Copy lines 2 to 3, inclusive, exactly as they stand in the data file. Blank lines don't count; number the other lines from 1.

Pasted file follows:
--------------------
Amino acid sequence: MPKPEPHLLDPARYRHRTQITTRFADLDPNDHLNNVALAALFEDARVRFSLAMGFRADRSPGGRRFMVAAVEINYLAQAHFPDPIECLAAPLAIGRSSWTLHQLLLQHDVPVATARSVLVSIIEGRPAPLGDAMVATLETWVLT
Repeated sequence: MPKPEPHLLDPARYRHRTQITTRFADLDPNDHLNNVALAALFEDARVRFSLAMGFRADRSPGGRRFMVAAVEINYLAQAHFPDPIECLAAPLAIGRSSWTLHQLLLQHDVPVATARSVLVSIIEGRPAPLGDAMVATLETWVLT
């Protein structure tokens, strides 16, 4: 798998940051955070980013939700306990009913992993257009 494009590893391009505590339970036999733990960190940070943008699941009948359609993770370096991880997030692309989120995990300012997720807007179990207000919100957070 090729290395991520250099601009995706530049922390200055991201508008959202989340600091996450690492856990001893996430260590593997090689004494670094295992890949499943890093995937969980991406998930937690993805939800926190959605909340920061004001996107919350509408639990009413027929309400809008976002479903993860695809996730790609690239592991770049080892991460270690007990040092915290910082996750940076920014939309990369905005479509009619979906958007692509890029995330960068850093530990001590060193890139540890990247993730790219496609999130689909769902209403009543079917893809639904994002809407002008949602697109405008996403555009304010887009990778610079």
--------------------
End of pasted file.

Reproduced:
Repeated sequence: MPKPEPHLLDPARYRHRTQITTRFADLDPNDHLNNVALAALFEDARVRFSLAMGFRADRSPGGRRFMVAAVEINYLAQAHFPDPIECLAAPLAIGRSSWTLHQLLLQHDVPVATARSVLVSIIEGRPAPLGDAMVATLETWVLT
């Protein structure tokens, strides 16, 4: 798998940051955070980013939700306990009913992993257009 494009590893391009505590339970036999733990960190940070943008699941009948359609993770370096991880997030692309989120995990300012997720807007179990207000919100957070 090729290395991520250099601009995706530049922390200055991201508008959202989340600091996450690492856990001893996430260590593997090689004494670094295992890949499943890093995937969980991406998930937690993805939800926190959605909340920061004001996107919350509408639990009413027929309400809008976002479903993860695809996730790609690239592991770049080892991460270690007990040092915290910082996750940076920014939309990369905005479509009619979906958007692509890029995330960068850093530990001590060193890139540890990247993730790219496609999130689909769902209403009543079917893809639904994002809407002008949602697109405008996403555009304010887009990778610079």